Within the first few months of living on the boat we noticed that living aboard came with a certain perfume. We’re not talking about your designer fragrances or colognes, we’re talking a specific boat smell. But, what was it exactly, and where was it coming from? There is no denying that living on a boat comes with it’s own constant battle against humidity, dampness, and mildew, each cultivating their own unique smell. But, this was different. I had noticed the smell on and off in our clothes and hair. It was an oily, diesel smell that wasn’t doing us any favors. We followed our noses to the bilge, and I took the job of cleaning it. Using an entire bottle of bilge cleaner, I got to work. My task served two purposes, defeat the smell, and see how many gallons of water it took to float our automatic bilge pump.
Seven gallons of water later, and our float started to bob. I had turned off the automatic pump ahead of time. This procedure wasn’t your basic fill and dump, this was a fill, soap and soak. We let the soapy water slosh around the bilge for a few days at the dock. The smell was delightful! Then, it came time to remove all the water from the bilge. Sure, we could have turned on the automatic bilge pump and let the pump vacuum the water out for us, but that would be too easy. Besides, I didn’t want to send that gray oily diesel mess through the pump. Instead, I used an old fashioned hand bailer (cup) and bucket, to get the majority of the water and floating pieces of dried black bits out. Then I switched to using a hand pump (syphon) we bought from the local hardware store. But, the hand pump fell apart in my hands, and I took no hesitation to throw it away. A sponge and paper towels got the rest until the bilge was once again dry.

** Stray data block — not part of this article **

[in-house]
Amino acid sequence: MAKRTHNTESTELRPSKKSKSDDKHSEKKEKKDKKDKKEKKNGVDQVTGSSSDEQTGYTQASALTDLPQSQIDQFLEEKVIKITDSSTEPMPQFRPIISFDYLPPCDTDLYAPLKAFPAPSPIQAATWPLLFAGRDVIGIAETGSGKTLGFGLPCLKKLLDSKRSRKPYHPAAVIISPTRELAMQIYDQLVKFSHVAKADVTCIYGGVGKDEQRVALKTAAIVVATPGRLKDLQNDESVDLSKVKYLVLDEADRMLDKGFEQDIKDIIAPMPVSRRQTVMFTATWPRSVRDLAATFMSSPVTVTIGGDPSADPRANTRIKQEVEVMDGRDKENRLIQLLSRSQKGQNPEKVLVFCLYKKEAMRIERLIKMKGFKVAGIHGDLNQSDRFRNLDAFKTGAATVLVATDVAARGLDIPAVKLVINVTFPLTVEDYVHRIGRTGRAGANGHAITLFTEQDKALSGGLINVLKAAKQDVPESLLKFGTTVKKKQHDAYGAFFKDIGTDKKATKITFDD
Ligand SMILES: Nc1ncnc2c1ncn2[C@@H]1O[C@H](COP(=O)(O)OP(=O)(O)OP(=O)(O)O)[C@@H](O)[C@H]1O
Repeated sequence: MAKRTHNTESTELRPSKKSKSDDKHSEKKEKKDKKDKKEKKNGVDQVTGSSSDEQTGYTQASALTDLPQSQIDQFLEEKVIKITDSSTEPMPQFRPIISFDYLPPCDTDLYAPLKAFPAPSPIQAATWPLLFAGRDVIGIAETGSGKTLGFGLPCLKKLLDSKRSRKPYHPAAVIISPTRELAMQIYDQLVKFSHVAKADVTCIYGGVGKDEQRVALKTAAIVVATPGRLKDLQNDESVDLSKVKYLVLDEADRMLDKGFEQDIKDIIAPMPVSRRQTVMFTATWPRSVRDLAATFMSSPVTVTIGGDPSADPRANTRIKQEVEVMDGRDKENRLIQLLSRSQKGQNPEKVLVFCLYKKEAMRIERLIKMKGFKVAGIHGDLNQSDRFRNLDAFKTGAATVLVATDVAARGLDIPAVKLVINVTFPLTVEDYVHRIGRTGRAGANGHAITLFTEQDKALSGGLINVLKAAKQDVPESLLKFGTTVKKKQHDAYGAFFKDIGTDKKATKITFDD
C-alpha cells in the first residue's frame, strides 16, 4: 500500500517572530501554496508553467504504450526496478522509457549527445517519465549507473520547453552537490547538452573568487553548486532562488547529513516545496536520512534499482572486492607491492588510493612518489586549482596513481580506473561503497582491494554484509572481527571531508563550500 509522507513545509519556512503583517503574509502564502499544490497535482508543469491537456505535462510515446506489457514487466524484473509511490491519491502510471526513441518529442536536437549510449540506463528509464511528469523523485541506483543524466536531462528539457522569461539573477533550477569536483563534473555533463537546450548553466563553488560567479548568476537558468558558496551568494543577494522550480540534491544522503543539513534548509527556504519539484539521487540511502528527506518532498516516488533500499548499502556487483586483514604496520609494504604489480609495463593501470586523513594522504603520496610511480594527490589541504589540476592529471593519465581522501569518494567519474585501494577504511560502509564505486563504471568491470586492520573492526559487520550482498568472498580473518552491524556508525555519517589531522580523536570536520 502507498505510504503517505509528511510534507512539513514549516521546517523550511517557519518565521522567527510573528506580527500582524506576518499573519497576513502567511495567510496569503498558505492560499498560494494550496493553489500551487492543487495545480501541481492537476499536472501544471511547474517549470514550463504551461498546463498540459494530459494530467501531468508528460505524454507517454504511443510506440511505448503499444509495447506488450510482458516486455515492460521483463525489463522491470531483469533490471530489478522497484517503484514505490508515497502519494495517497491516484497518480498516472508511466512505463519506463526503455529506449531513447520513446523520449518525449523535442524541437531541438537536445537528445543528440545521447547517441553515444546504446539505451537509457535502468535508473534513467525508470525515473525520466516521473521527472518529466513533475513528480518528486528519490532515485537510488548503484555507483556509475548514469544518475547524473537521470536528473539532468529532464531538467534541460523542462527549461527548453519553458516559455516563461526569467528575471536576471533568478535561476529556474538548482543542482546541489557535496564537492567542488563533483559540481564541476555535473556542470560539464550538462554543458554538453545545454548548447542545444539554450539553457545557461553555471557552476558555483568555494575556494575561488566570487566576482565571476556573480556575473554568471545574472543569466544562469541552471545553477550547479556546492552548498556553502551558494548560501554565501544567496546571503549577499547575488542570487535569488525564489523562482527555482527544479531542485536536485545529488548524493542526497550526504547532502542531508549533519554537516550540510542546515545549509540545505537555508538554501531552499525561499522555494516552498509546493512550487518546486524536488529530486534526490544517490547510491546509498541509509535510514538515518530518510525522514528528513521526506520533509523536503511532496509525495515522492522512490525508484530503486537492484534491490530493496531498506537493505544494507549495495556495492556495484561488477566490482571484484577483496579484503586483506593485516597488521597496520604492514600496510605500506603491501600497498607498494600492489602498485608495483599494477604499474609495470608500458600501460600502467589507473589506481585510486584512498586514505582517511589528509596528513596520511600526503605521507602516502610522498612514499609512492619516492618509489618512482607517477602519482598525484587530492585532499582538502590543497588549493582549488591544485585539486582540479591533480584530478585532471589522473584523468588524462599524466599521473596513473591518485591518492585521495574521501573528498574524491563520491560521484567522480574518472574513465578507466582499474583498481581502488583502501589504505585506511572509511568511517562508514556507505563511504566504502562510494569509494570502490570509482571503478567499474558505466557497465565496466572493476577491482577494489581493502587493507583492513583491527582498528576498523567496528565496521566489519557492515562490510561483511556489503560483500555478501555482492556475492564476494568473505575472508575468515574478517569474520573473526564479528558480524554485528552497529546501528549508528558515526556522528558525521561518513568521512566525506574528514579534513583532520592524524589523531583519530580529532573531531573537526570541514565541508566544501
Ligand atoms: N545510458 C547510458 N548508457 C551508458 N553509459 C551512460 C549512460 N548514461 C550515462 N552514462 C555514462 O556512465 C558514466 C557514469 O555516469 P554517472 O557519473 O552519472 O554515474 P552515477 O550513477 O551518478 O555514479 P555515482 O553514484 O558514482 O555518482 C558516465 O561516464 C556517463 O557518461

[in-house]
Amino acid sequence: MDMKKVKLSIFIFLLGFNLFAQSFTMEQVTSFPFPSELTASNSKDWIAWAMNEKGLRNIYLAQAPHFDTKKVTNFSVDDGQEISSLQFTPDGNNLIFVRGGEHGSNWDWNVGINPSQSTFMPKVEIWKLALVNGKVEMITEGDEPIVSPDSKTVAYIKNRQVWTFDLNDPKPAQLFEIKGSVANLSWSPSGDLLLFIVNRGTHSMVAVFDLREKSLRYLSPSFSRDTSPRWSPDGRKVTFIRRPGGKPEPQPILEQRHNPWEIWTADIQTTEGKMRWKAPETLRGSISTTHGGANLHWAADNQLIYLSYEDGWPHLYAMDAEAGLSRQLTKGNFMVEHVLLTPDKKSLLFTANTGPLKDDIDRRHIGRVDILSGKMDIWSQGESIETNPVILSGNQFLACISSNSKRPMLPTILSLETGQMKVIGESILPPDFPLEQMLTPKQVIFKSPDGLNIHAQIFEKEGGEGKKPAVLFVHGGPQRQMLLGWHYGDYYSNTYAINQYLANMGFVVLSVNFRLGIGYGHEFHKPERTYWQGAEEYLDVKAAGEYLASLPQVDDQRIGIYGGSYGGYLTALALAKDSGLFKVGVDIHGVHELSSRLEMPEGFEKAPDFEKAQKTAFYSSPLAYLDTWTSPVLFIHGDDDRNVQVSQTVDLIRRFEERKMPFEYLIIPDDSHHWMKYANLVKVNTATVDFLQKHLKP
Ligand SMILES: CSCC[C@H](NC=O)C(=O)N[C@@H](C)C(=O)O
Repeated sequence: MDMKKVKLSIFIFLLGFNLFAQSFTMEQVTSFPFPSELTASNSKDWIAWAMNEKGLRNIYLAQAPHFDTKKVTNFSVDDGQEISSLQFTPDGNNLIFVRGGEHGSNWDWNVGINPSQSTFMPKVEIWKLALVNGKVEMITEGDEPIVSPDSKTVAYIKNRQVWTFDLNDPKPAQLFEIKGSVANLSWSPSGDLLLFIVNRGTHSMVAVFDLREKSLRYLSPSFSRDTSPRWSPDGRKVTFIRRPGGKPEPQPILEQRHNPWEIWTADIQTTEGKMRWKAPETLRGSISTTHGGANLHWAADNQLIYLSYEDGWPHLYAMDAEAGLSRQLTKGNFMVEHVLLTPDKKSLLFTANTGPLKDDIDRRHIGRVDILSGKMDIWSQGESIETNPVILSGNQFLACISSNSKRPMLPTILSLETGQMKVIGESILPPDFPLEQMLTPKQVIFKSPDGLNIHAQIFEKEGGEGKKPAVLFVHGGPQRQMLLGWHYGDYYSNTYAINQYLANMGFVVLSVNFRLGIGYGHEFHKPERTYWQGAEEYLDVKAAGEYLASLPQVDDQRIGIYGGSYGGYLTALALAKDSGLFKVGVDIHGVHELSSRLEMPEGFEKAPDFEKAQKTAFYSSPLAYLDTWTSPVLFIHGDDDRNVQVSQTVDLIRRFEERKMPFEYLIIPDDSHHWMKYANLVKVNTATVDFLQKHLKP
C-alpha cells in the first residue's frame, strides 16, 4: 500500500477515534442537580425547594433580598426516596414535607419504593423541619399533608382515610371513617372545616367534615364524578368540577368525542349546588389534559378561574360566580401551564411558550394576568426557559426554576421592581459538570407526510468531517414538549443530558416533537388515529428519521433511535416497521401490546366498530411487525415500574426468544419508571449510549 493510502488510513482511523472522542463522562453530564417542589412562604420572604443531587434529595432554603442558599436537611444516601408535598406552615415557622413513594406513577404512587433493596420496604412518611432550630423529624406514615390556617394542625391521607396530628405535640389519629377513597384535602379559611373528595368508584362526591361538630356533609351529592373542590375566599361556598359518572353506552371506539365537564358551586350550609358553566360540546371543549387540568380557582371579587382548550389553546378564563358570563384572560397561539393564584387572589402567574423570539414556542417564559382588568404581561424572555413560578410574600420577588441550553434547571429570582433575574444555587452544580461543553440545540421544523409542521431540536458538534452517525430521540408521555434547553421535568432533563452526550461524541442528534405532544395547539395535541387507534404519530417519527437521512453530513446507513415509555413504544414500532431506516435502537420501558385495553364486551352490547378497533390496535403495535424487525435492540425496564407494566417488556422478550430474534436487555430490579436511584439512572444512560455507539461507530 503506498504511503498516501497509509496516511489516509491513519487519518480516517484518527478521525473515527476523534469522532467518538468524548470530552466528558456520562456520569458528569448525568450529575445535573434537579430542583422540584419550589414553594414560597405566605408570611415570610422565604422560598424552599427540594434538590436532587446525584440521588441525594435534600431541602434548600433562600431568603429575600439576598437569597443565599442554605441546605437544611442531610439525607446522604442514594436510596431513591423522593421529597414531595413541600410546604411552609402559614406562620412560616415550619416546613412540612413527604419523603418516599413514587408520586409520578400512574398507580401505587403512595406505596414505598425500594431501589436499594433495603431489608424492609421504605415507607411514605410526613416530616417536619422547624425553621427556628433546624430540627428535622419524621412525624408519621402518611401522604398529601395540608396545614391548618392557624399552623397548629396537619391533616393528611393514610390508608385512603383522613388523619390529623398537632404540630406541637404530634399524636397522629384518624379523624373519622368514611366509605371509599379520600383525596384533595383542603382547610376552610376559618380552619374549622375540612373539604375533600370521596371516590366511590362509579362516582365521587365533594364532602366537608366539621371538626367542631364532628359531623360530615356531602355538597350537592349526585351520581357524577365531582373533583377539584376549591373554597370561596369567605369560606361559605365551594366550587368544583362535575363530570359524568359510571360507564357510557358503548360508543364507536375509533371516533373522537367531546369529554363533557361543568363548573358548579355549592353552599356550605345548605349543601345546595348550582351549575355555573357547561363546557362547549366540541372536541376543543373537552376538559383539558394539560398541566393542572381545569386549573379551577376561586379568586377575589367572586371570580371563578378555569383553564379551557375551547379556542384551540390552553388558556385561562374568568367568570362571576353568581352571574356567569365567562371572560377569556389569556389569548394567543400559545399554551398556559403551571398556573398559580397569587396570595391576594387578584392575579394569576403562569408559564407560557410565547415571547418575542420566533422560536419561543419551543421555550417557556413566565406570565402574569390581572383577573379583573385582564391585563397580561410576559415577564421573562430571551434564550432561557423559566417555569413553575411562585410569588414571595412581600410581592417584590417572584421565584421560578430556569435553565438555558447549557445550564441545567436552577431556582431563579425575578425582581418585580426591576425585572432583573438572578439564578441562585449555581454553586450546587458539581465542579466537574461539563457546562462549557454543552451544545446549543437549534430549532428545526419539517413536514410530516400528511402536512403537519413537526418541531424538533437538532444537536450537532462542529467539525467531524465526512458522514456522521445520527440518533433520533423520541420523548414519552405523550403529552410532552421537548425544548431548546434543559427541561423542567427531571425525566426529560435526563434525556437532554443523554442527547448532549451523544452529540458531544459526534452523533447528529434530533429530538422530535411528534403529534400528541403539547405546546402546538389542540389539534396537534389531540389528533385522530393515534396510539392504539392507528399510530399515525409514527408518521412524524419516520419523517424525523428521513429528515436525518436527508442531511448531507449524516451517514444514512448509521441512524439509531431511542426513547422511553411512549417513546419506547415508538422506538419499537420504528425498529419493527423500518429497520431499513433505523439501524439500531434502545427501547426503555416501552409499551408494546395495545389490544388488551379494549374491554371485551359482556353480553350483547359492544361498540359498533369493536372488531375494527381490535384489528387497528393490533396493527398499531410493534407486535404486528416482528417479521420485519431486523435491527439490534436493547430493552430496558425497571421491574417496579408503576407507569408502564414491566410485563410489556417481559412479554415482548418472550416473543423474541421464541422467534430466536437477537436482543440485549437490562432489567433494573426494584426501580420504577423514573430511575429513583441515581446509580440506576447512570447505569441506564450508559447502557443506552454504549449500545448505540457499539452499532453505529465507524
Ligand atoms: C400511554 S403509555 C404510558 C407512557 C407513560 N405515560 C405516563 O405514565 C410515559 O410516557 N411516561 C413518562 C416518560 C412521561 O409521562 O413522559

The smell? Definitely better, but there was still some black oily residue in the bottom of the bilge. I determined this battle was not over, and made plans to complete the entire process at least 2 more times. Since moving aboard, we’ve made some adjustments to storing our clothes which includes using plastic bins and zip lock bags to keep out the smell, and dryer sheets to soak up any humidity. Everything else that has material on the boat is routinely put into the sun and doused with a good vinegar and tea tree oil spray, to fight against any type of mildew or mold. Plus, the tea tree oil leaves everything smelling clean and fresh!